Fact Check: Physicians for Social Responsibility is an unbiased source of information on oil and gas development.
Claim #1: Physicians for Social Responsibility is an unbiased source of information on oil and gas development.
Fact: PSR is an anti-fossil fuel group and not an impartial, independent source of “health professionals,” as portrayed. In fact, the group states on their website that it wants to “ban fracking” and supports 100 percent renewables. PSR has also endorsed Proposition 112. The group receives "institutional support" from the Park Foundation (which gives money to Earthworks, Food & Water Watch, Earthjustice and The Sierra Club, among others) and the Rockefeller Foundation (which provides funding to the Environmental Defense Fund). Both foundations oppose fossil fuels and support fracking bans. PSR is also supported by the Energy Foundation, which gives money to The Sierra Club and the National Resources Defense Council. FOX31 failed to disclose any of this information or define the group as anti-fracking and anti-oil and gas.
Rating: Out of gas.
Claim #2: Barbara Donachy is a public health professional who belongs to PSR.
Fact: Barbara Donachy’s bio says she was a residential counselor with the Coalition for the Homeless while studying for a master’s degree in public health. There is no mention of what she did or does in public health. More importantly, she is only identified as a public health professional. In fact, she is a board member of 350Colorado.org, one of the groups pushing to pass Proposition 112. That group’s mission is to ban fracking. In her own words, she has “devoted her time to trying to put the brakes on climate change through working on ballot initiatives, lobbying, doing research, distributing flyers, and showing up.”
Claim #3: A number of studies – noted by Donachy – show health issues with oil and gas development. One study says that oil and gas development, including fracking, can lead to "a greater prevalence of CHD," or coronary heart disease (this phrase is an error as the study is on congenital, not coronary, heart disease).
Fact: This study was so flawed – for instance it claims increased risks while also showing a decrease risk of pre-term birth with greater exposure to oil and gas operations – that Dr. Larry Wolk, the Colorado Department of Public Health and Environment’s Chief Medical Officer and Executive Director at the time was forced to issue a statement before it was officially released in order to warn the public.
“[W]e disagree with many of the specific associations … [and] a reader of the study could easily be misled to become overly concerned,” Wolk said in a January 2014 statement.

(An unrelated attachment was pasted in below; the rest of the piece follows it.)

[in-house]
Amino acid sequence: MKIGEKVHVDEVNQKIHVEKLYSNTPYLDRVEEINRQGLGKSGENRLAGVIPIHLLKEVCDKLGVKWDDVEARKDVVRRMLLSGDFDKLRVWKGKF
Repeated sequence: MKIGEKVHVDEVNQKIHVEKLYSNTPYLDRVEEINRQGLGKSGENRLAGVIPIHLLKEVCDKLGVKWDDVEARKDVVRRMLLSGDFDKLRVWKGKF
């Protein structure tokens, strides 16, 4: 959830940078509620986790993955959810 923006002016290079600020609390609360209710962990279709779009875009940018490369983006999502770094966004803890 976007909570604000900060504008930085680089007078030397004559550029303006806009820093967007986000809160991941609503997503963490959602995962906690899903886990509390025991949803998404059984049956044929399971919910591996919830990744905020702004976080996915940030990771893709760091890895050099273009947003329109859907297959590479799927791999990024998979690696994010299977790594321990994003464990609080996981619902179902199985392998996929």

The health department also found researchers used “minuscule” statistical differences to claim a connection.
Additionally, one of the study’s co-authors admitted to Rocky Mountain PBS: “It’s certainly not a conclusive study, and it doesn’t demonstrate that pollutants related to shale development have caused birth defects.”
Rating: Out of gas.
Claim #4: A different study in Pennsylvania says oil and gas development is "associated with increased odds of mild, moderate and even severe asthma."
Fact: As Reuters noted: “The study doesn’t prove fracking causes asthma or makes symptoms worse, and it also doesn’t explain why asthma flare-ups appear more likely when people live closer to fracking sites.
One limitation of the study is that researchers didn’t know where patients worked or what they did for a living, both of which might influence their proximity to fracking sites. And the analysis was based on patients’ most recent address, which didn’t account for residential moves during the study period.”
Additionally, state health data actually showed asthma-related hospitalizations were lower in shale counties than in counties with no oil and gas development.
Claim #5: Yet another study cited found that current "setbacks may leave the public vulnerable to explosions, radiant heat, toxic gas clouds, and air pollution from hydraulic fracturing activities."
Fact: One, this study relied on studies from Lisa McKenzie that have been debunked by the Colorado health department. Two, the study does not claim that the wells caused the health problems.
“It’s more of an association than a causation," one of the study’s authors told The New Haven Register. “We want to make sure people know it’s a preliminary study. … To me it strongly indicates the need to further investigate the situation and not ignore it.”
FOX31 mostly ignores that last year, CDPHE published the results of its research into the health impacts of oil and gas development, finding the risk of harmful effects “is low for Coloradans living near oil and gas operations.” CDPHE evaluated health risks from certain substances emitted from oil and gas operations and reviewed other studies of health effects possibly associated with living near oil and gas operations.
And in 2016, CDPHE looked at Weld County, which produces 90 percent of the state’s oil. It found Weld County does not have significantly more, and in many cases, it has fewer, instances of asthma, cancer, birth defects, infant mortality and low birth weights than other Front Range counties. This shows “there's no reason to believe that there is a causal relationship between oil and gas operations and chronic diseases or cancers," Wolk said.
The reporter does mention in the very last line in the story that the “Colorado Department of Health and Environment has also looked at studies about the oil and gas industry. Its conclusion: the risk of harmful health effects is low for residents living near oil and gas operations."